Boris Berezovsky: Businessman who profited from communism's fall but made an enemy of Putin


Boris Berezovsky was one of the original group of seven oligarchs, the powerful Russian businessmen who had built up considerable financial and political power in the period following the collapse of communism. But Berezovsky had gone from being a friend of President Vladimir Putin to his avowed foe within a few years. Fearing arrest, or worse, in his native country, he had spent the last decade in exile in the UK, from where he continued to criticise the regime.

Berezovsky was born in Moscow in 1946, the son of a civil engineer and a nurse. He read mathematics at Moscow University and gained his doctorate in 1983, with a thesis on the theory of optimising and decision-making. He went on to become a professor at the Research Institute of Control Sciences, where he headed the laboratory of software system design.

In 1989, following perestroika, he founded the company LogoVAZ. The company benefited from the new economic liberalisation by buying cars intended for export then reselling them within the country, making a significant profit in the process. Within a few years he had stakes in the television channel ORT, the newspaper Kommersant and the state airline Aeroflot.

He survived a first assassination attempt in 1994, apparently planned by the Russian mafia, in which his car was blown up as he left his office. His chauffeur was decapitated but Berezovsky escaped unscathed. A further attack was planned in 2007 but was thwarted by British security services.

His political masterstroke in the mid-1990s was to befriend the couple of Valentin Yumashev, Boris Yeltsin's chief of staff, and his wife Tatyana Dyachenko – Yeltsin's daughter – giving him access to core of the Kremlin's decision-making machine as an advisor. Berezovsky's already significant wealth allowed him to help fund Boris Yeltsin's election campaign in 1996 and three years later he became an MP in the Duma, representing the Karachayevo-Cherkesiya region.

Defending the political involvement of the oligarchs, he told the Washington Post in 2000 “ is acceptable – indeed, necessary – to interfere directly in the political process” – in order, he said, to “protect democracy”. Putin, whom Berezovsky had previously backed, disagreed and sought to rein in their burgeoning power. Sergei Markov, a supporter of Putin, described Berezovsky as “a modern-day Rasputin, secretively manipulating the president and his entourage.”

Following Putin's election as president, the situation became so difficult for Berezovsky that he took the decision to move abroad. In December 2001 he and his colleague Alexander Goldfarb established the International Foundation for Civil Liberties (IFCL) in New York. The organisation's stated aims are “to provide financial, legal, informational and logistical resources to secure human rights and civil liberties in Russia.”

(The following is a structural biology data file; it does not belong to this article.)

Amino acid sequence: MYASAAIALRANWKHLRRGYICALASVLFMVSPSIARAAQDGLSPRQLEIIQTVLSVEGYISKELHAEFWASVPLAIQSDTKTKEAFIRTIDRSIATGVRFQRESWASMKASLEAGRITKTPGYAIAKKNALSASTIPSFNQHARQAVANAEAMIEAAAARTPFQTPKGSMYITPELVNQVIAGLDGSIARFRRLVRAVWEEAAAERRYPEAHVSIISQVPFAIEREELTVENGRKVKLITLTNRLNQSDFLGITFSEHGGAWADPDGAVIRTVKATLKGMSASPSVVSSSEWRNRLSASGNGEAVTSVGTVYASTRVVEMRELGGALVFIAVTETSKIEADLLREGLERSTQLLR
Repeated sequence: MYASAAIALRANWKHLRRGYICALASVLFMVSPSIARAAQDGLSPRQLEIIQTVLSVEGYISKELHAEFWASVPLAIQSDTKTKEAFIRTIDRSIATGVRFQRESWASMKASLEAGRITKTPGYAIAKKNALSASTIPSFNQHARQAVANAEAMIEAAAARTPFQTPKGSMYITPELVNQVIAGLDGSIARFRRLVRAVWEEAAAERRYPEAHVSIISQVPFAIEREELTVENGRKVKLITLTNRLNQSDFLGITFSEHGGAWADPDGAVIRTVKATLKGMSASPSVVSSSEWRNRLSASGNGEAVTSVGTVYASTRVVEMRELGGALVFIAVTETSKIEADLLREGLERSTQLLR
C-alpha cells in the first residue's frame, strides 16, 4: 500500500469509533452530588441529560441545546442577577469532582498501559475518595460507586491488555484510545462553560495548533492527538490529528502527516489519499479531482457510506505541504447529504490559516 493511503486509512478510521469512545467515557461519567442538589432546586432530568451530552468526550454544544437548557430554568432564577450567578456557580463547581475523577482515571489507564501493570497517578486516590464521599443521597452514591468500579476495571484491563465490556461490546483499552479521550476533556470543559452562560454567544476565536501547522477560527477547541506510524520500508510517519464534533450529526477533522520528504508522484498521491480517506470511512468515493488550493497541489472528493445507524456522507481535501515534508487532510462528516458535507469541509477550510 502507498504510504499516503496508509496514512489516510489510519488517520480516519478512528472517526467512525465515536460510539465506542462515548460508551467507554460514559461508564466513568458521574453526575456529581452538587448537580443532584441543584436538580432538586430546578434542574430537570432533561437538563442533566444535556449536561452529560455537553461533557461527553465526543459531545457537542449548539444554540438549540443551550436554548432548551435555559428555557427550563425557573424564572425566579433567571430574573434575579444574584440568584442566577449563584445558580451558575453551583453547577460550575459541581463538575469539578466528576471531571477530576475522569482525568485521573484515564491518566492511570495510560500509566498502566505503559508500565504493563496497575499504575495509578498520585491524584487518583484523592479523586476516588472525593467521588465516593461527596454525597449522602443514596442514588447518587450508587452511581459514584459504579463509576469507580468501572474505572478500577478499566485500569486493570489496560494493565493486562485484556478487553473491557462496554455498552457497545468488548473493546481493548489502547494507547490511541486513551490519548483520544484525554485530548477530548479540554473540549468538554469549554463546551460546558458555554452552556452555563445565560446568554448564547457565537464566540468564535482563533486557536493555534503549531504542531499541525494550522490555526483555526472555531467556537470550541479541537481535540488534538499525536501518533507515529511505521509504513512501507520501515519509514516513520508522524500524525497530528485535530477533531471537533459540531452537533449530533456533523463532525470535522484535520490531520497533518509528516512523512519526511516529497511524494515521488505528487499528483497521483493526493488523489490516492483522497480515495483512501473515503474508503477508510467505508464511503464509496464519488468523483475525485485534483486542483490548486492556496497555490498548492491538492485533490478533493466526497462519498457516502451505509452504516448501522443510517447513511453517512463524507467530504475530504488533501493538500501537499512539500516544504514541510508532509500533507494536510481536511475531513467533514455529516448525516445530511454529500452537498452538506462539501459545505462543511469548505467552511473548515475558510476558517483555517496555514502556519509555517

In March 2003 he was arrested by British police on Russian charges which alleged that “between Jan. 1, 1994, and Dec. 31, 1995, they defrauded the administration of the Samara region of 60 billion rubles whilst being directors of LogoVAZ.” Berezovsky and his lawyer Andrew Stephenson fought off the extradition request, ensuring that he was able to remain in the UK, and in September he was granted political asylum. He was subsequently convicted by the Russian courts in absentia for alleged embezzlement of £4.3m from the airline Aeroflot. He said of the proceedings, “This was not a trial but pure farce.”

He and four other critics of the Kremlin took out full-page advertisements in British and US newspapers, sponsored by the IFCL. The adverts, entitled “Seven Questions to President George Bush about his friend President Vladimir Putin”, alleged that the Russian leader had committed war crimes and genocide in Chechnya, employed nepotism in his placement of former KGB allies within government and created an atmosphere of fear in the country.

During November 2006 Berezovsky's friend, Alexander Litvinenko, a journalist and former KGB agent, became ill and died three weeks later. The post-mortem and subsequent investigations showed that he had been poisoned with the radioactive element polonium-210, which had been put into his tea.

Last year Berezovsky took on the Chelsea FC owner Roman Abramovich in what became known as the “Battle of the Oligarchs”. Berezovsky claimed that Abramovich had “intimidated” him into selling shares in the oil company Sibneft for a fraction of their value and sued for £3 billion in damages.

He had been sure of winning, stating on the morning of the verdict last August: “I'm confident. I believe in the system”. However Mrs Justice Gloster completely rejected his suit, commenting in her summing up: “On my analysis of the entirety of the evidence, I found Mr Berezovsky an unimpressive, and inherently unreliable, witness, who regarded truth as a transitory, flexible concept, which could be moulded to suit his current purposes.”

Asked outside the courtroom for his reaction, he said “I'm absolutely amazed what happened today. I'm surprised completely ... Sometimes I had the impression Putin himself wrote this judgment.” Berezovsky was left with a bill for an estimated £35m in legal costs.

There was more bad news from British courts in December last year when he had £200 million of his assets frozen when his former partner Elena Gorbunova launched a legal action to reclaim millions of pounds she said she had been promised by Berezovsky. In 2011 he had already paid out several hundred million pounds to his ex-wife Galina Besharova.